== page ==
Print concept is another important part of early literacy.  Some of your child’s first words may have been “McDonalds” or “Target.”  They begin to see that letters combine to make up words and that words can be combined to create sentences and stories.  We also read to them books that are rich in good vocabulary.  We ask questions, “can you sound out this word?”  They sometimes read with us when we are reading books with predictable text and rhyming.


Some of the preschoolers’ first words that they read and recognize are names.  We use name cards when we assign jobs and when we divide into small groups.  We rhyme with names, count letters, sound them out, compare them, and so much more!  “This person’s name rhymes with stair.” or “This person’s name has 4 letters.  The first letter is an F.”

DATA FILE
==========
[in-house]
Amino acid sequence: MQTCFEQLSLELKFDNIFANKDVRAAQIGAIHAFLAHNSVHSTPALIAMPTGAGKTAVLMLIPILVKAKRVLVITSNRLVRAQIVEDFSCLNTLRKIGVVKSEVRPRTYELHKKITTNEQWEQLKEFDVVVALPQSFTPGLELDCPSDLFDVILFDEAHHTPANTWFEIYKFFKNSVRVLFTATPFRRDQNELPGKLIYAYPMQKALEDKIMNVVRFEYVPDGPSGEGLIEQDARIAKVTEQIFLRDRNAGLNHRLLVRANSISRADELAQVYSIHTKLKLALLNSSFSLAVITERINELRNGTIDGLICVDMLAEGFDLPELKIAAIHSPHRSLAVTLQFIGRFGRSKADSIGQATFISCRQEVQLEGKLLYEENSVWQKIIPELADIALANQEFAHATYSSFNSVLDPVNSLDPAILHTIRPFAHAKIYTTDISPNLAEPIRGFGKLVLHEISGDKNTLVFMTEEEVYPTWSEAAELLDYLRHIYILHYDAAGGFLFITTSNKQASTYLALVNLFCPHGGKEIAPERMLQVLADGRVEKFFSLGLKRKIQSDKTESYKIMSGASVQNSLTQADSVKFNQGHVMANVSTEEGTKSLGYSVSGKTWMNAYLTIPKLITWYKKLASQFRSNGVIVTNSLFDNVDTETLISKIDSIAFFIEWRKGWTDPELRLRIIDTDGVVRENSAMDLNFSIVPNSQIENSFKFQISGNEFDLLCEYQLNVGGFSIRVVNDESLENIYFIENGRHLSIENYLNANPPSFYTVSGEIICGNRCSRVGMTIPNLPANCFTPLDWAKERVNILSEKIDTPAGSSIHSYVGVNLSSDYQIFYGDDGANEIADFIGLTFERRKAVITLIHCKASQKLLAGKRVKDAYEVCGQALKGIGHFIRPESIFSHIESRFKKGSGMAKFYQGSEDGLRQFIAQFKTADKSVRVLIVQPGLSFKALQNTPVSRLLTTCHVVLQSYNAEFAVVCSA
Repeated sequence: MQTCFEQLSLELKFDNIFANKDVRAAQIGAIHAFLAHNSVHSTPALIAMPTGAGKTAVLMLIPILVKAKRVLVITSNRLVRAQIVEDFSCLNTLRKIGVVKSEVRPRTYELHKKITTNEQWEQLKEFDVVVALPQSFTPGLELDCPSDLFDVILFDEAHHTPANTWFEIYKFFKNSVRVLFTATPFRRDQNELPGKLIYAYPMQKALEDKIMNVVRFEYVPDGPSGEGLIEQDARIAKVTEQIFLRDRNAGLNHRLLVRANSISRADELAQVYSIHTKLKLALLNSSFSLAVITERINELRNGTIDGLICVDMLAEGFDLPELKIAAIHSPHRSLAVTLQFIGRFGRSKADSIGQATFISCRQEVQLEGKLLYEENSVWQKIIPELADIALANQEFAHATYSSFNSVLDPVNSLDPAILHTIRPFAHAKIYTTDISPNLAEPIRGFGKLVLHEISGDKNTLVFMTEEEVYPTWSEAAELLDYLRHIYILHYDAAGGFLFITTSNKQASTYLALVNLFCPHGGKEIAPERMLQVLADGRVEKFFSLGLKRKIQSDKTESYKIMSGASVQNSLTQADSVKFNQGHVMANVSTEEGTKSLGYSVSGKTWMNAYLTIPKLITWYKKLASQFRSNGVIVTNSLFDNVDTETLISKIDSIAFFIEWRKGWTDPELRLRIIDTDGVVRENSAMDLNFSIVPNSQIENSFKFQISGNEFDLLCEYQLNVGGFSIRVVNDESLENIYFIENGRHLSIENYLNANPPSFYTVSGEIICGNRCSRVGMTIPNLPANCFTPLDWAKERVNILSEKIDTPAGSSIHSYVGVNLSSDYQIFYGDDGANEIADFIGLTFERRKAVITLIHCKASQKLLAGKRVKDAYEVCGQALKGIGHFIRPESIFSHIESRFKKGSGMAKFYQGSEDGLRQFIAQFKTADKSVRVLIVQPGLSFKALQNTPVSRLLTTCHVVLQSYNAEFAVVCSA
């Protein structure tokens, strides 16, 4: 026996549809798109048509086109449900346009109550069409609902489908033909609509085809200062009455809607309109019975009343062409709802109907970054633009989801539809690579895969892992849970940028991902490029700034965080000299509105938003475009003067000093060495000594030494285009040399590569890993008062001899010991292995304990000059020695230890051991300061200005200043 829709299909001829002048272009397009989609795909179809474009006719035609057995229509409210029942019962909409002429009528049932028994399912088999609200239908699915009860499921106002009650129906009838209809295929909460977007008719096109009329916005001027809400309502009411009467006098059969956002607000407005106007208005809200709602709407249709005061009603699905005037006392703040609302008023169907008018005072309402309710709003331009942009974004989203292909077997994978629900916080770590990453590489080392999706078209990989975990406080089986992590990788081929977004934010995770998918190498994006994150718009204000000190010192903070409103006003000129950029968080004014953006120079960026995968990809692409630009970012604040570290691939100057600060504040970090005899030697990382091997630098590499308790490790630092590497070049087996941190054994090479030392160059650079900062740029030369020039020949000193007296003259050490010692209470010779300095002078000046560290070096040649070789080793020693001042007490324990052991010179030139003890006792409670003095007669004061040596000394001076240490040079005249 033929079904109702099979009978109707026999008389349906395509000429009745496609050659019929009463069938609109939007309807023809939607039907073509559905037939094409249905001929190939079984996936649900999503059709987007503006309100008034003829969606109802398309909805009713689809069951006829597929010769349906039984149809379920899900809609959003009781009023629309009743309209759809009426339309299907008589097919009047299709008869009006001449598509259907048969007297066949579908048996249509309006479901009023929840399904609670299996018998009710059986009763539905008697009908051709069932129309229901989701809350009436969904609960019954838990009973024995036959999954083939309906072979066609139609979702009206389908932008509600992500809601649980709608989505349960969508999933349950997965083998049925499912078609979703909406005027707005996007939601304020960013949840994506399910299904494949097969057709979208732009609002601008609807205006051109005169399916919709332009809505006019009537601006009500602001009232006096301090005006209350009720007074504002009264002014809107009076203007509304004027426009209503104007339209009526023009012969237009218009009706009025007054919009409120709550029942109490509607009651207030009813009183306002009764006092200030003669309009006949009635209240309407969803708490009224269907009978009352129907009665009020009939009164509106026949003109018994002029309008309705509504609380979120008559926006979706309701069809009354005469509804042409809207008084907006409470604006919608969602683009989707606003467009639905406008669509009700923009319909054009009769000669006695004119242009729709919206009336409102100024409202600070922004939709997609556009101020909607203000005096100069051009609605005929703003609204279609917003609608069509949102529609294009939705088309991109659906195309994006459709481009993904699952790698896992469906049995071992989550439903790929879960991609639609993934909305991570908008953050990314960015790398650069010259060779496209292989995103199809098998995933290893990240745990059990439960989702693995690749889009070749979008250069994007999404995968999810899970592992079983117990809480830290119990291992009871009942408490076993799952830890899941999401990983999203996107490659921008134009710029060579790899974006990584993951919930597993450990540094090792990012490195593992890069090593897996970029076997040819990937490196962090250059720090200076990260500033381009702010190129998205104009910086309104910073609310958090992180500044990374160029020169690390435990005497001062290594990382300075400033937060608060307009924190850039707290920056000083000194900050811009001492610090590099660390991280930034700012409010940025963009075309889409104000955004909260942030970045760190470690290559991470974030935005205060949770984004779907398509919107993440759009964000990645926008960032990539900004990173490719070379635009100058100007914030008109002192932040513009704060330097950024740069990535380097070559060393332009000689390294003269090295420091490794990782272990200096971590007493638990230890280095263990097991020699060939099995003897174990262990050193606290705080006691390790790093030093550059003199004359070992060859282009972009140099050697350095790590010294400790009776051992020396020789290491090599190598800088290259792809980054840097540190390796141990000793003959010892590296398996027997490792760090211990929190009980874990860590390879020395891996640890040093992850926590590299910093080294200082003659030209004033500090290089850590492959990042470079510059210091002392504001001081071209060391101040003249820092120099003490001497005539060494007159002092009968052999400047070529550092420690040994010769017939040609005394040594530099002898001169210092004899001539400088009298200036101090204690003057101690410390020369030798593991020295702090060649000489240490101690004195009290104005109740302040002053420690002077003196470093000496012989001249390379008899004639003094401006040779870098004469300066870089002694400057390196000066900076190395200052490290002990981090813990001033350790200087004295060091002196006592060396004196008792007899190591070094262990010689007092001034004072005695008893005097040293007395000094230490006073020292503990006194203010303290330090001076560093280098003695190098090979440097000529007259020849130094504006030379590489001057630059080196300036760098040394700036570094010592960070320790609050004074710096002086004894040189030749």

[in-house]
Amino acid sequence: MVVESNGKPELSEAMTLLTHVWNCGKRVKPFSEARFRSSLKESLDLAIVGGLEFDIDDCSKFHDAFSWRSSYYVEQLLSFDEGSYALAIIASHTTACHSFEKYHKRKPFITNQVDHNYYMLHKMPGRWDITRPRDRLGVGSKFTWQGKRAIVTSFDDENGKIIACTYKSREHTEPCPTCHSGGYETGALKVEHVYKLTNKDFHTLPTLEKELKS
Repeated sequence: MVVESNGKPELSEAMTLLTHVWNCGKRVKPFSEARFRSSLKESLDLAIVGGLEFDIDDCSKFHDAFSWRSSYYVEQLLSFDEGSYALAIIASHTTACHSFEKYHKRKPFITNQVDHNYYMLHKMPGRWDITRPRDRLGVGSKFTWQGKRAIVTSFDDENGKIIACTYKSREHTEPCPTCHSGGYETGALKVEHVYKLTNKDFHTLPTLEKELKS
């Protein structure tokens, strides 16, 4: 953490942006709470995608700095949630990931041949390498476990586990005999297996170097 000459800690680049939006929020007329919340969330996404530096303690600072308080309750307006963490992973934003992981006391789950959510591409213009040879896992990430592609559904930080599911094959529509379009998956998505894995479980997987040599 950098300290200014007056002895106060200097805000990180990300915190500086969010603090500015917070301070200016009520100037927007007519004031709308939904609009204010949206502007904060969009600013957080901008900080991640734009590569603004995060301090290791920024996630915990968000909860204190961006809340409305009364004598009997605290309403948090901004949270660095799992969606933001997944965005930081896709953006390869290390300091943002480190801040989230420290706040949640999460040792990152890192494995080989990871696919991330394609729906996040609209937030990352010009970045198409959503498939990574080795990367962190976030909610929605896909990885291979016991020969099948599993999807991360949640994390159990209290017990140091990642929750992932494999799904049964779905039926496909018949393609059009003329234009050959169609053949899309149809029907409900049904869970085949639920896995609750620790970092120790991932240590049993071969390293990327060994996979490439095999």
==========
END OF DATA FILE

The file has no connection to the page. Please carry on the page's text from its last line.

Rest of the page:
Oral language skills are also very important in literacy.  When children are sharing their thoughts aloud, they are using vocabulary, practicing their dialogue, learning to be expressive, and so much more.  We do this all the time at preschool.  When we have the Mystery Bag, we have to come up with 3 clues that describe our mystery item.  Our parents dictate our words down and our teachers help us read them.  We share with the class and all of this is great practice for our emerging reading and writing skills.


When we write, we are practicing early literacy.  Even if your toddler is drawing lines, he/she is beginning to practice writing.  The basis of forming letters is lines, diagonals, and circles.  Whether you’re using crayons, sidewalk chalk, or even your fingers in shaving cream, you are practicing early literacy.